However! There is one exception -- if your use of OneD&D material needs you to replicate OneD&D content, as opposed to simply be compatible with it (say you're making an app which has all the spell descriptions in it) and if there is no new SRD, then you won't be able to do that. You can make compatible stuff ("The evil necromancer can cast magic missile" -- the term magic missile has been OGL for two decades) but you wouldn't be able to replicate the full descriptive text of the OneD&D version of the spell. That's a big if -- if there's no new SRD.

So you'd still be able to make compatible adventures and settings and new spells and new monsters and new magic items and new feats and new rules and stuff. All the stuff 3PPs commonly do. You just wouldn't be able to reproduce the core rules content itself. However, I've been publishing material for 3E, 3.5, 4E, 5E, and Pathfinder 1E for 20 years, and the need to reproduce core rules content hasn't often come up for us -- we produce new compatible content. But if you're making an app, or spell cards, or something which needs to reproduce content from the rulebooks, you'd need an SRD to do that.

So yep. If no SRD, compatible = yes, directly reproduce = no (of course, you can indirectly reproduce stuff by rewriting it in your own words).

Branding! Using the OGL you can't use the term "Dungeons & Dragons" (you never could). Most third parties say something like "compatible with the world's most popular roleplaying game" and have some sort of '5E' logo of their own making on the cover. Something similar will no doubt happen with OneD&D -- the third party market will create terminology to indicate compatibility. (Back in the 3E days, WotC provided a logo for this use called the 'd20 System Trademark Logo' but they don't do that any more).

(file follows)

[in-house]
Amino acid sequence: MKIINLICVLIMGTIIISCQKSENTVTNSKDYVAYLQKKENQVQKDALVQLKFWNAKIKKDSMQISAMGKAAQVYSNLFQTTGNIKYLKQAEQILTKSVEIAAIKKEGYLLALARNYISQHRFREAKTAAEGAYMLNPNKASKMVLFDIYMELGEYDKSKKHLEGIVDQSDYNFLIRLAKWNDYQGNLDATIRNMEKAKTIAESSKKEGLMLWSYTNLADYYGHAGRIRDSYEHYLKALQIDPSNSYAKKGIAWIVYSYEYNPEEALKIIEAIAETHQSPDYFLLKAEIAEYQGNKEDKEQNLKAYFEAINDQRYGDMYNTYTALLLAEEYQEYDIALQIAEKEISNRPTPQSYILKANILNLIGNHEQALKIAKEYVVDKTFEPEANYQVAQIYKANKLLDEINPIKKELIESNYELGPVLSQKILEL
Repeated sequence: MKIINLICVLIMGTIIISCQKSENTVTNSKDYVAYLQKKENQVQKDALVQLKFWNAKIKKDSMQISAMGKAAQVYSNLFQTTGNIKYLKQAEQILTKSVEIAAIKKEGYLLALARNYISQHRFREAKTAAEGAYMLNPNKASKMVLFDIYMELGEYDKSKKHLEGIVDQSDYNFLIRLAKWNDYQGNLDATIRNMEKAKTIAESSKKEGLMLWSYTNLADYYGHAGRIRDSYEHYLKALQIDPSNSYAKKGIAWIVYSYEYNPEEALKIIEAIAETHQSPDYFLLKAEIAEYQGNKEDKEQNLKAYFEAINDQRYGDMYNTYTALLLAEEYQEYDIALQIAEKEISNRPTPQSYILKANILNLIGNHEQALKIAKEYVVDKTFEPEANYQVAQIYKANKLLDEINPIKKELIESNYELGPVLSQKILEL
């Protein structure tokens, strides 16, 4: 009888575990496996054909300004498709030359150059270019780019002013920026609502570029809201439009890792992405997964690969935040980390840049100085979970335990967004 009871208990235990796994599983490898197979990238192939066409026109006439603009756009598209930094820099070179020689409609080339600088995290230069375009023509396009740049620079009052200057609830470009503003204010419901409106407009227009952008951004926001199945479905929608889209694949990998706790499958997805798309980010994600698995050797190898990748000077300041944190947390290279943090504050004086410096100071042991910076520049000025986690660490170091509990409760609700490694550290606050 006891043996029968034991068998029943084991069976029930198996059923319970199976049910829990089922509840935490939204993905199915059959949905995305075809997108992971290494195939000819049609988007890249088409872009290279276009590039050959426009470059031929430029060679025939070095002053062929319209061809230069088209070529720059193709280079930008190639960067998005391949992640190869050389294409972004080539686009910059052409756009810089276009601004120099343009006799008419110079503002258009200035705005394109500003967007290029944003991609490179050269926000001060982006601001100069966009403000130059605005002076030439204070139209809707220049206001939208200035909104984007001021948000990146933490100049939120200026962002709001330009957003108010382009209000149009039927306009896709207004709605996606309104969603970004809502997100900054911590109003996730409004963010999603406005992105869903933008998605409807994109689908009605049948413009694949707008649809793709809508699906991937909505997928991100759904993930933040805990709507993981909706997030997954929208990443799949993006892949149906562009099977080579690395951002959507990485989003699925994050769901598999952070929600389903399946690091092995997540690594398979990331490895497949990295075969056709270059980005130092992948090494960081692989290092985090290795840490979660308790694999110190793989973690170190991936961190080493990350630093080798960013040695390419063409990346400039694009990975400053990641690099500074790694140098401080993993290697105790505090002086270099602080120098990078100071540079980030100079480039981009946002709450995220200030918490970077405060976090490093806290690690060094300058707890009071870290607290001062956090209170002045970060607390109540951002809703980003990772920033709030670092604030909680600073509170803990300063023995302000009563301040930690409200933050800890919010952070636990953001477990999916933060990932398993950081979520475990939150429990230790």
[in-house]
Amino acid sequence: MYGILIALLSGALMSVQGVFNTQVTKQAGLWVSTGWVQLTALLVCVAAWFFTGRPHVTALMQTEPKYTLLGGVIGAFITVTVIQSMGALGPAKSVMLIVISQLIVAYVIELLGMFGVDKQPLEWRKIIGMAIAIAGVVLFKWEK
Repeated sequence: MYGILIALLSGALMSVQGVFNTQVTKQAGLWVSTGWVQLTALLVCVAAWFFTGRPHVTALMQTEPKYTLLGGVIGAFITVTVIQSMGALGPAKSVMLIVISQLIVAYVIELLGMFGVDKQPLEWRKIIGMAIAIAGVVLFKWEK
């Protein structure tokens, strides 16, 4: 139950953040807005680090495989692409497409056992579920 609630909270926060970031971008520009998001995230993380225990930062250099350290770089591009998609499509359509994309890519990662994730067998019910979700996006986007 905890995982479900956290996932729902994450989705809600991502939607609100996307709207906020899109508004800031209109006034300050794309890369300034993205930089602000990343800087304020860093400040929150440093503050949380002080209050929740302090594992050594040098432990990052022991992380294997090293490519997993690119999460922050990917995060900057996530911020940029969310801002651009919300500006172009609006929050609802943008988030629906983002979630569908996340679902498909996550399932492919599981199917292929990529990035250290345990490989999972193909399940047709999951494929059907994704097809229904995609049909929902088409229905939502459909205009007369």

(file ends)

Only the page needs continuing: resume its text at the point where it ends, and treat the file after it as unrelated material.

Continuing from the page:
What if WotC didn't 'support' third party material? As discussed, nobody can take the OGL or any existing OGC away. However, WotC does have control over DMs Guild and integration with D&D Beyond or the virtual tabletop app they're making. So while they can't stop folks from making and publishing compatible stuff, they could make it harder to distribute simply by not allowing it on those three platforms. If OneD&D becomes heavily reliant on a specific platform we might find ourselves in the same situation we had in 4E, where it was harder to sell player options simply because they weren't on the official character builder app. It's not that you couldn't publish 4E player options, it's just that many players weren't interested in them if they couldn't use them in the app.